Across the eight tracks, as well as new bangers, there are reworkings of old tracks, a riveting cover version to close proceedings while embracing new ideas and turning them into fully formed works.

The beauty for me, as a long-time fan and friend, is all these things are instantly familiar and remind me of my Dutch family so much. Drive By Wire IS Drive By Wire, they are so recognisable by their sound they aren’t confused with anyone else. Yes, there are bands within the same ballpark, but they are different, in sound and vibe. Drive By Wire, are unlike anyone else, and comparing to anyone else would be a waste of time.

Wonderful, warm, and enriching, this is Drive By Wire 2024…

Northern Lights, the album opener, catches the band doing what they do best. The mix of fuzzy bass, courtesy of long-time member Marcel Zerb, truly a master of his instrument along with heavy and intoxicating drums, from the powerhouse that is Ingmar Regeling, provides the backdrop for which Alwin’s soaring distorted guitars are so perfectly suited. Simone’s sublime sultry vocal is instantly recognisable, as the enigmatic front woman entices us in for the ride.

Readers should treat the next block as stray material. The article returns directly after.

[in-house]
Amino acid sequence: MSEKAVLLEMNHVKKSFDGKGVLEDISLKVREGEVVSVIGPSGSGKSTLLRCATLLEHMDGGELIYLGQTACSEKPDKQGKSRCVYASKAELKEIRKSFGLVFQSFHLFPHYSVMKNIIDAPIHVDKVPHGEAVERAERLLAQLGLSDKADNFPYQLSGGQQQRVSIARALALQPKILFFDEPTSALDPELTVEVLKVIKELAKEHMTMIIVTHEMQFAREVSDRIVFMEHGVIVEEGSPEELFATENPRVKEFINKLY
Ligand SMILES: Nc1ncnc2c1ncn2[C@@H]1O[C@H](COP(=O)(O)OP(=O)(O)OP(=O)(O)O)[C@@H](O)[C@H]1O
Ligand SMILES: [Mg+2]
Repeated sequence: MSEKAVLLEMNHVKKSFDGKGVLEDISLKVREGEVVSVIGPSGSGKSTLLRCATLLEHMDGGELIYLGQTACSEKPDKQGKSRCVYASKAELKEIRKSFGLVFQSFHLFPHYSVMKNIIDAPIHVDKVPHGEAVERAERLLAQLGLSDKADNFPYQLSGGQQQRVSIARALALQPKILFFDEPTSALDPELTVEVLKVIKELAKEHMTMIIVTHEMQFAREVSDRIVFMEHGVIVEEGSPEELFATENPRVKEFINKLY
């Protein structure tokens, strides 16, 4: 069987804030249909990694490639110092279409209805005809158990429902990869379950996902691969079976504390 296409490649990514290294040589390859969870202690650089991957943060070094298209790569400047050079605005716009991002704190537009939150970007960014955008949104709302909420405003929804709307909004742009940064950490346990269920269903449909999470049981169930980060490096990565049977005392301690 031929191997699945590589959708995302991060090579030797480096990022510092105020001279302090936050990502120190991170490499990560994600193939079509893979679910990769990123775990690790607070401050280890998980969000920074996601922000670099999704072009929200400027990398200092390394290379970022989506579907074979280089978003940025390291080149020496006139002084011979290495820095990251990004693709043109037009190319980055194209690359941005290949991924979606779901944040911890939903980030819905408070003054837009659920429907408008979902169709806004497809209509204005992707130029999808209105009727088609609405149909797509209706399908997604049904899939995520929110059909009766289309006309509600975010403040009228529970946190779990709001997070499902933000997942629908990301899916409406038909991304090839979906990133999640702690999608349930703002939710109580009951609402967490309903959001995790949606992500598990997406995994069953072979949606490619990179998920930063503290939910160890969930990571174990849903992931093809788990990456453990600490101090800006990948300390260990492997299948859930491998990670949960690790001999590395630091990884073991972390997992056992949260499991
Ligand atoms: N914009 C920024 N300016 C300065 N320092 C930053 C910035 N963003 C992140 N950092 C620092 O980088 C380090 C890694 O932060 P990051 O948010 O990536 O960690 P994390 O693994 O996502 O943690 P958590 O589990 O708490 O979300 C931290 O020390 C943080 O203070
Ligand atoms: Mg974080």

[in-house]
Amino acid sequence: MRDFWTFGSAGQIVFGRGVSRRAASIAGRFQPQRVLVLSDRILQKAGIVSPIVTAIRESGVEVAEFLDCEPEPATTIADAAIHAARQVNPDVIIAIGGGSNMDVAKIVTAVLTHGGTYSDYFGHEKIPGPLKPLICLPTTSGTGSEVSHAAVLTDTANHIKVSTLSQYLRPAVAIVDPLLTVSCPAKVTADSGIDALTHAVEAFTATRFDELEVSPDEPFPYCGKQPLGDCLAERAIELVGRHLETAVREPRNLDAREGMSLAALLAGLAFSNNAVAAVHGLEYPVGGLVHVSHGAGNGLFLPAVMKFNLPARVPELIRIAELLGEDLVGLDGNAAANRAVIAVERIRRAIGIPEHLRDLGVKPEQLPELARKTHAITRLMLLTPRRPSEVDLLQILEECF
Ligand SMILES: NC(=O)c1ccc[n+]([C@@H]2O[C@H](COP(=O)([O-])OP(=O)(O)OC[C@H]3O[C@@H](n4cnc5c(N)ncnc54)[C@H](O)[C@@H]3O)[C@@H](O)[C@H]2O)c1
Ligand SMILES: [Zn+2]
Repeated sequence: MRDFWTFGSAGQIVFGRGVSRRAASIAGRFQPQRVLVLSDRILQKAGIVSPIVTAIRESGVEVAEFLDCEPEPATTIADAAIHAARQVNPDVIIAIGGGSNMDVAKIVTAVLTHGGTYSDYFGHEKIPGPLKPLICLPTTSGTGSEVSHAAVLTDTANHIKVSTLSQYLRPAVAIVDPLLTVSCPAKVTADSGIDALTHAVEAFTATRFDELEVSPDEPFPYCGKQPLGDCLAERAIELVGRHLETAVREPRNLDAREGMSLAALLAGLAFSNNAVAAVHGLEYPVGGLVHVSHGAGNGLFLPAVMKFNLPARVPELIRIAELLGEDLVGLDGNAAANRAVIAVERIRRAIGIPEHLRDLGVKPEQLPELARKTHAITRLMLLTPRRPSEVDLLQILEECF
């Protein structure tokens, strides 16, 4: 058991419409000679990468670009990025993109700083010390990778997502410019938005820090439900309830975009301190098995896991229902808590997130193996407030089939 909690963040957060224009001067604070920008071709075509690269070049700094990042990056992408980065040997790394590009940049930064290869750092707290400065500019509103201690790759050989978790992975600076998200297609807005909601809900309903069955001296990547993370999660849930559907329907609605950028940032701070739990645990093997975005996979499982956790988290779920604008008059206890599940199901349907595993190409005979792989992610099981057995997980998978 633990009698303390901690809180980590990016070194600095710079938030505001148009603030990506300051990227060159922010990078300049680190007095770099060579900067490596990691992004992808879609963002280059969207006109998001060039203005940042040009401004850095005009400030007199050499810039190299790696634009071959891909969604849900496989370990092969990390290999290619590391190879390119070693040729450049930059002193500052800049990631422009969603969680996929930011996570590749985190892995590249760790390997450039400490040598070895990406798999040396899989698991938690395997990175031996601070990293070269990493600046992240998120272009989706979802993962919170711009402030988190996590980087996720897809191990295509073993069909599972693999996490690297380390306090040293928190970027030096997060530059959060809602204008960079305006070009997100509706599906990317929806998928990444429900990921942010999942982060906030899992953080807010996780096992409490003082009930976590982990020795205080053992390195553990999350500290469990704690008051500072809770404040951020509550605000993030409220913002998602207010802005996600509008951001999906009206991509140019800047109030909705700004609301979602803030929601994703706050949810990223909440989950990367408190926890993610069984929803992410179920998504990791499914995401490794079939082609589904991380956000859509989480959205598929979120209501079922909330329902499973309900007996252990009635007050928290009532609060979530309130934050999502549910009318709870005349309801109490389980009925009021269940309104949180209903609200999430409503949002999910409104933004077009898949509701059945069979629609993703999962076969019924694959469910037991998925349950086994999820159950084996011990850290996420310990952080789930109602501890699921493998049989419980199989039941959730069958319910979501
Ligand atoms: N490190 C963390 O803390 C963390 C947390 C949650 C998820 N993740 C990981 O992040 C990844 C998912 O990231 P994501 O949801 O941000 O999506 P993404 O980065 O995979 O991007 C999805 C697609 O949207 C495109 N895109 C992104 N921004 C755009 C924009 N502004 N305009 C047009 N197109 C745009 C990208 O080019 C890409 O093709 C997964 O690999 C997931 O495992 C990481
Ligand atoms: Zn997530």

Slowrider, for those in the know, is a reworking and expanded version of Low Rider from their 2008 album Between Oceans. It’s instantly recognisable if you know the track, Alwin’s chunky guitar riffage is as vibrant as it was, and the inclusion of vocals elevate it from its instrumental beginnings and showcase just how adaptable they are. They’re happy to go back to old ideas, revolutionise them and bring them back for 2024, so although familiar, they’re also very different at the time.

With Shape Shifting, the band take us off on one of their trippy summery tangents. There is a more psychedelic vibe with this one. Again, instantly recognisable, but also a revelation. The initial cooler tone breaks into a heavier fuzzy beast. It’s both eclectic and electric. It’s a classy display, full of dark emotion. Each element has an opportunity to shine, and as they do, it’s both lavish and intoxicating. The same is true of Elements, where this new vibrancy shines through.